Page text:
Research on human-product interaction, however, has shifted to cognitive skills. This emphasis on the cognitive is easily understood, as there is no electronic counterpart for the mechanical world-view that still dominates Western thinking. We understand the world of moving machines since, to a certain extent, we consider our bodies to be mechanical machines. Take da Vinci as an example. His world of cogwheels and crossbars lends itself to easy experimentation and imaginative play while designing. Even a non-technical person can ‘feel’ the strength of such designs, even when they don’t fully understand the workings. The electronic world is more opaque to us. What happens inside electronic products is intangible: it neither fits the mechanics of our body nor the mechanical view of the world. In contrast with mechanical components, electronic components do not impose specific forms or interactions for a design. Products have become ‘intelligent’, and intelligence has no form. Design research, quite naturally, turned to the intelligent part of humans. This primacy of rationality is often chosen because it leads to solutions that can be easily implemented into, or simulated on, computers. Interaction design typically starts from what is technically possible and follows the framework of the established sciences. The interaction problem is divided into elements and the relations between these elements, and is often captured in a flow chart. Ease of use is aimed for through rational analysis: the rational is assumed to lead toease of use. Usability is aimed for through logical dialogue using speech recognition, through grouping and colour coding of buttons with related functions, through adding displays with an abundance of text and icons, and through writing logically structured manuals.
This is a very valuable route to follow, but we think it is not the only one that designers should explore.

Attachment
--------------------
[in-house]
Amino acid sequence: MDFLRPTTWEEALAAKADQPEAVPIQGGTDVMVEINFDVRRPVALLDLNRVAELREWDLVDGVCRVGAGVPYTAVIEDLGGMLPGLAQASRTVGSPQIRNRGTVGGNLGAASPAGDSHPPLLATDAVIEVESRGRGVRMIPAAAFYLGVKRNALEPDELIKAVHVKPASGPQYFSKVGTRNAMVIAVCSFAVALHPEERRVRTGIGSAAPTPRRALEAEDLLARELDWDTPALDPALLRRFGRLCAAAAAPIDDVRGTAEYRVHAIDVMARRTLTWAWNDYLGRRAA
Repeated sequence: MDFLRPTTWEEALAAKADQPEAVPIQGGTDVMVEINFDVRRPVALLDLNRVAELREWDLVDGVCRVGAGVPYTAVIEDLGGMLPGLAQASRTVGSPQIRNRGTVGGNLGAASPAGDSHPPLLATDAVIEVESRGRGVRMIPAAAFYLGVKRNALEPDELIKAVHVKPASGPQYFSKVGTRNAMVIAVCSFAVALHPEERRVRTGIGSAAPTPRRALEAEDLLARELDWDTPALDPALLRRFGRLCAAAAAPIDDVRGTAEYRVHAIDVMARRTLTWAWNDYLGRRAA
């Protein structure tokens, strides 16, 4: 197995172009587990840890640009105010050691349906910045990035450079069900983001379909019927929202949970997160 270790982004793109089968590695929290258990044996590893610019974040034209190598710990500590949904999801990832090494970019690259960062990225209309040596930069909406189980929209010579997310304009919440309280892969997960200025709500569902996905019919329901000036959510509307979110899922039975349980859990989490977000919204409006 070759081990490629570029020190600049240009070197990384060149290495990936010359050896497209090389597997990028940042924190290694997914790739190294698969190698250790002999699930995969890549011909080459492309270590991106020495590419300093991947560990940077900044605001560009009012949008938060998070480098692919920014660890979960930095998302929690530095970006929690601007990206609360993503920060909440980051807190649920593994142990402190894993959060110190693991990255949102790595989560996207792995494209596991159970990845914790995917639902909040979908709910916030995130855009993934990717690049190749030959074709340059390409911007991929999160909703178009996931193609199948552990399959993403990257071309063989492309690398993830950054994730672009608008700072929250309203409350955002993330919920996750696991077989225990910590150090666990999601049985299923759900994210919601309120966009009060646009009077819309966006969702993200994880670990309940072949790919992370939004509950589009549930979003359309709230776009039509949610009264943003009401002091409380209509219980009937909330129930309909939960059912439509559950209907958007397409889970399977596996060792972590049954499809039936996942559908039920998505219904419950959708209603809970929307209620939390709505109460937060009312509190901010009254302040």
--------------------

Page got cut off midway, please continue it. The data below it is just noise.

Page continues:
1.3
THE EXPERIENTIAL


We think it is necessary to include the other two levels of human-product interaction into the picture: perceptual-motor skills and emotional skills.
Perceptual-motor skills, i.e. what people can perceive with their senses and what they can do with their body, require physical interaction, i.e. handling objects instead of icons on a screen. This choice for tangibility nicely fits the newest trends in the human-computer interaction (HCI) community (Cohen et al. 1999).
Emphasis on emotional skills is growing too. The Media Lab at MIT is making a study of ‘affective computing’ (Picard 1997). Damasio’s book (Damasio 1994) has shown that pure logic alone, without emotional value, leaves a person, or a machine for that matter, indecisive. Our department organised the First International Conference on Design and Emotion last year (Overbeeke and Hekkert 1999). And emotion has entered the stage not only in academic circles but also in industry. In our faculty, Mitsubishi is funding the ‘Designing Emotion’ project in which an instrument is developed to measure people’s emotional reactions to cars (Desmet, Hekkert and Jacobs 1999).
Where then can the interaction designer seek advice to achieve the integration of the impossible: accelerating technological innovations, human perceptual-motor, cognitive and emotional skills and electronic aesthetics? We think that essentially this problem can be solved by turning to the user’s experience, fully respecting all his skills. The designer needs to create a context for experience, rather than just a product. He offers the user a context in which they may enjoy a film, dinner, cleaning, playing, working…with all their senses. It is his task to make the product’s function accessible to the user whilst allowing for interaction with the product in a beautiful way. Aesthetics of interaction is his goal. The user should experience the access to the product’s function as aesthetically pleasing. A prerequisite for this is that the user should, at the very least, not be frustrated. However, we are not promoting ‘ease of use’ as a design goal. Interfaces should be surprising, seductive, smart, rewarding, tempting, even moody, and thereby exhilarating to use. The interaction with the product should contribute to the overall pleasure found in the function of the product itself. The experiential is assumed to lead to joy of use.